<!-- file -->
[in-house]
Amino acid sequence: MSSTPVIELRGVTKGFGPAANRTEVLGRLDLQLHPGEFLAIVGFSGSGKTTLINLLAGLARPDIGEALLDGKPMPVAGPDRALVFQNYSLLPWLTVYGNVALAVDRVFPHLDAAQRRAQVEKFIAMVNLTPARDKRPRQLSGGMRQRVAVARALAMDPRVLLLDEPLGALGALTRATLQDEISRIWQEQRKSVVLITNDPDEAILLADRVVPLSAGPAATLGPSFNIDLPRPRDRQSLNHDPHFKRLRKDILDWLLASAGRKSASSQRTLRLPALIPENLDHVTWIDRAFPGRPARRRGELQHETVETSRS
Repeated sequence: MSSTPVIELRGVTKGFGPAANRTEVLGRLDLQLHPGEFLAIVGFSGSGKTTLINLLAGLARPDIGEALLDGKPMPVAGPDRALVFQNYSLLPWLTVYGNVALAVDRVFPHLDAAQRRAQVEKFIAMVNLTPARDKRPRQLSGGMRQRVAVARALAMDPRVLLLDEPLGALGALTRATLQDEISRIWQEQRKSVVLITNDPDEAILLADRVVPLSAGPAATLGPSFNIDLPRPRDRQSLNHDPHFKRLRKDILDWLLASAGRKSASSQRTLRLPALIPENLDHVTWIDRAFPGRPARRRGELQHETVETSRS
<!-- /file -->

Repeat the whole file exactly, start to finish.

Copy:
[in-house]
Amino acid sequence: MSSTPVIELRGVTKGFGPAANRTEVLGRLDLQLHPGEFLAIVGFSGSGKTTLINLLAGLARPDIGEALLDGKPMPVAGPDRALVFQNYSLLPWLTVYGNVALAVDRVFPHLDAAQRRAQVEKFIAMVNLTPARDKRPRQLSGGMRQRVAVARALAMDPRVLLLDEPLGALGALTRATLQDEISRIWQEQRKSVVLITNDPDEAILLADRVVPLSAGPAATLGPSFNIDLPRPRDRQSLNHDPHFKRLRKDILDWLLASAGRKSASSQRTLRLPALIPENLDHVTWIDRAFPGRPARRRGELQHETVETSRS
Repeated sequence: MSSTPVIELRGVTKGFGPAANRTEVLGRLDLQLHPGEFLAIVGFSGSGKTTLINLLAGLARPDIGEALLDGKPMPVAGPDRALVFQNYSLLPWLTVYGNVALAVDRVFPHLDAAQRRAQVEKFIAMVNLTPARDKRPRQLSGGMRQRVAVARALAMDPRVLLLDEPLGALGALTRATLQDEISRIWQEQRKSVVLITNDPDEAILLADRVVPLSAGPAATLGPSFNIDLPRPRDRQSLNHDPHFKRLRKDILDWLLASAGRKSASSQRTLRLPALIPENLDHVTWIDRAFPGRPARRRGELQHETVETSRS